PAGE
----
By Janis Mork
August 26, 2013 (San Diego) - “Bottom line - we’re all losers if we stay in the political advocacy. We need to get them on our side [and] come up with a political campaign that’s a winning campaign.” – Congressman Patrick Kennedy
Former Congressman Patrick Kennedy spoke in San Diego recently about a new project that began in 2012 called Project SAM (Smart Approaches to Marijuana).
A background on San Diego marijuana issues was addressed followed by Project SAM at the offices of California for Alcohol and Drug Free Use.
Kennedy addressed new strategies on marijuana to San Diego officials and community leaders on July 1. Project SAM is a new marijuana policy initiative based on public health. The organization is a bipartisan alliance of lawmakers, scientists, and other concerned citizens who want to move beyond simplistic dichotomies of “incarceration versus legalization” and instead focus on practical changes to marijuana policy that neither demonizes users nor legalizes drugs. This approach uses science, public health, and public safety principles to guide marijuana policy.
He gave an overview of the project and then participated in a Q & A.
Project SAM has four goals: 1) to inform public policy with the science of today’s marijuana, 2) to reduce unintended consequences of current marijuana policies, such as lifelong stigma due to arrest, 3) to prevent the establishment of “Big Marijuana” and a 21st century tobacco industry that would market marijuana to children, which could result from legalization; and 4) to promote research on marijuana in order to obtain FDA-approved, pharmacy-dispensed cannabis-based medications.
When someone suggested addressing misuse of prescription drugs and talking with doctors, Kennedy replied, “That is a fantastic idea.”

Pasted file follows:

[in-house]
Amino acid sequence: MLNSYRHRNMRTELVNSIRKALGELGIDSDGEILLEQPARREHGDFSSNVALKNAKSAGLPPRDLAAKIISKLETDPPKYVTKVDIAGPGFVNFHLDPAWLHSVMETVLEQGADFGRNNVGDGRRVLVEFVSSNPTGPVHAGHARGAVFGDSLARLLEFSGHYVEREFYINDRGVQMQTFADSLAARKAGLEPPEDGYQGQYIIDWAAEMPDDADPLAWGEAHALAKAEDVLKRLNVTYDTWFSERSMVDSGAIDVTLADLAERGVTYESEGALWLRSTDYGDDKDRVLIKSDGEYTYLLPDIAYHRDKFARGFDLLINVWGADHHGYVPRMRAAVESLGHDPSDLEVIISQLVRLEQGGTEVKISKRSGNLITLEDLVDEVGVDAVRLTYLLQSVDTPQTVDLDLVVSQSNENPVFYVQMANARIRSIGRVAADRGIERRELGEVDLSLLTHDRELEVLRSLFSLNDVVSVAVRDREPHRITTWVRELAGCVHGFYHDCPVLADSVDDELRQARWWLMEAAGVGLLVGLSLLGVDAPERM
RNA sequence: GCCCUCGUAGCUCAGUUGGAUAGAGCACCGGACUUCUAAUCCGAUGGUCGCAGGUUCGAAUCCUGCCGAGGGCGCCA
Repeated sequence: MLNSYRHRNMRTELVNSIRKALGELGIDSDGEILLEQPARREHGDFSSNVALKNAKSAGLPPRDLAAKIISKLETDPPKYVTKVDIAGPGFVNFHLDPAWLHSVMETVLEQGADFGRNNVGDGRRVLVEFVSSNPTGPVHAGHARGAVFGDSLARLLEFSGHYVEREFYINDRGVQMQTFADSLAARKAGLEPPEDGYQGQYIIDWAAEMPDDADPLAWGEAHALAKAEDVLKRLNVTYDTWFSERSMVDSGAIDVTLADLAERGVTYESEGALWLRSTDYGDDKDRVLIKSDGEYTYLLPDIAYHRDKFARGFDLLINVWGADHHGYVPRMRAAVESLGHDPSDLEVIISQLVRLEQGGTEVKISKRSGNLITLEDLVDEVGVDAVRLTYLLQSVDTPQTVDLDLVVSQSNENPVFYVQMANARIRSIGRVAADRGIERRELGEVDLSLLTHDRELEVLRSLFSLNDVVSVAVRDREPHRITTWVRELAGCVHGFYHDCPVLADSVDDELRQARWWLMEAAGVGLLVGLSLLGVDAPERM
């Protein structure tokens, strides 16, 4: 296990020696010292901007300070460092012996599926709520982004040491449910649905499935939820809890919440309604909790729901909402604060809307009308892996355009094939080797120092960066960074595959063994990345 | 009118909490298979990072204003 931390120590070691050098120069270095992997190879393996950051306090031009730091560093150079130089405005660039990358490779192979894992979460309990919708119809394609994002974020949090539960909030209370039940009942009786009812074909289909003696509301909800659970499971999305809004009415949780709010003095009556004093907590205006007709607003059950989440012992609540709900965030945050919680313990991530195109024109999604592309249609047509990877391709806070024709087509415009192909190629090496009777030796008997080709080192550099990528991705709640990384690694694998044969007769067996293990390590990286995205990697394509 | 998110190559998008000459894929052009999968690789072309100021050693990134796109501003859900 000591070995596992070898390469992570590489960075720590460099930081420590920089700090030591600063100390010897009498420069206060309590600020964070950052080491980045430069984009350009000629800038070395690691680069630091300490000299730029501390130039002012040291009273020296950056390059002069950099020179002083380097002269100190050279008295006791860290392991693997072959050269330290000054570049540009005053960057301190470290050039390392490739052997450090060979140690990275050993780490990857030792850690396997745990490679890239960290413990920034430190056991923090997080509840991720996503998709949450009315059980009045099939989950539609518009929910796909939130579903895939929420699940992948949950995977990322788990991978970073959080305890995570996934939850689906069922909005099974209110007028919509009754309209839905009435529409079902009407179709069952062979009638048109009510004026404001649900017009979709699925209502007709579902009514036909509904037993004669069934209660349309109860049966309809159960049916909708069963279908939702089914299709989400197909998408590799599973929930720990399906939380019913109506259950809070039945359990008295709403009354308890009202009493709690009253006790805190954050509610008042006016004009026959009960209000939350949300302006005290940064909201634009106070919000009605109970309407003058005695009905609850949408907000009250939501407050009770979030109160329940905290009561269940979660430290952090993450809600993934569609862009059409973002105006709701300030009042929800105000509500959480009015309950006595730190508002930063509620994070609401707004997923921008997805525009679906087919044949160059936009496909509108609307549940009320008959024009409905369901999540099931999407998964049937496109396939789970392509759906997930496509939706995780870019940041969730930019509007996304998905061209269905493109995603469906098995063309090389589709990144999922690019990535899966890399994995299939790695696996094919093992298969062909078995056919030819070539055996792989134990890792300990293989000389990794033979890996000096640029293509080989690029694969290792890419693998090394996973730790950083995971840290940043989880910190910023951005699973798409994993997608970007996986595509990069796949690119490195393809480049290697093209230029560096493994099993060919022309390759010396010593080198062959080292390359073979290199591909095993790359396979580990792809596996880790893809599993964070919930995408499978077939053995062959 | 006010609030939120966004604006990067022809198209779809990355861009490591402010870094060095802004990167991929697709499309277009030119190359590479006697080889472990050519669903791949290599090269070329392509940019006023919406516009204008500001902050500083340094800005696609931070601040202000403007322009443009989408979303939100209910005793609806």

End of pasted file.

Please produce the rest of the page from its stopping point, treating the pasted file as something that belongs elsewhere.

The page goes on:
In a recent UT-San Diego editorial article, Kennedy stated, “In Congress, I voted many times to allow access to medical marijuana. Those votes reflected my early, uneducated views. I never looked too closely - I didn’t realize ‘medical marijuana’ was the Trojan horse for legalization.” He explained, “Since leaving Congress, I have focused on promoting brain research to find better treatments for mental illness and other neurological disorders. I’ve learned from experts...The more I’ve learned about how the brain works, mental health and addiction, the stronger I feel we must engage in a smarter dialogue about marijuana policy…” (http://www.utsandiego.com/news/2013/jun/28/tp-pushing-a-health-first-app...).
Kennedy participated in an exclusive interview with ECM.
Asked when he started SAM, he said, “After the 2012 election, when two states voted to legalize marijuana - Colorado and Washington. Initially, I thought medical marijuana was harmless. We need to slow down before rushing into anything.”
We also asked about the pill vs. smoked forms of marijuana:
Q: Studies have shown that the pill lasts longer and does not have certain risks of smoking marijuana. Other findings suggest smoking provides faster relief. Also, one use of marijuana is to ease nausea, such as in chemotherapy patients, who may have difficulty holding down the pill. Why shouldn’t doctors have a choice of which form to prescribe - the pill or smoking based on their patients’ needs?
A: Physicians ought to have that authority. Frankly, medical schools don’t give the proper training...Using the legitimate need of people and tragically exploiting it for recreational use -- we need to guard against it. We also need to take a bigger picture of the inventory; do the risks outweigh the benefits? We need to know what studies show so we know what the consequences will be. The end result is that kids are using it, there’s a greater availability, perception of harm reduced, permissibility, and then more kids use it. If we know all these facts, we might be more reluctant to embrace this as an answer to anything.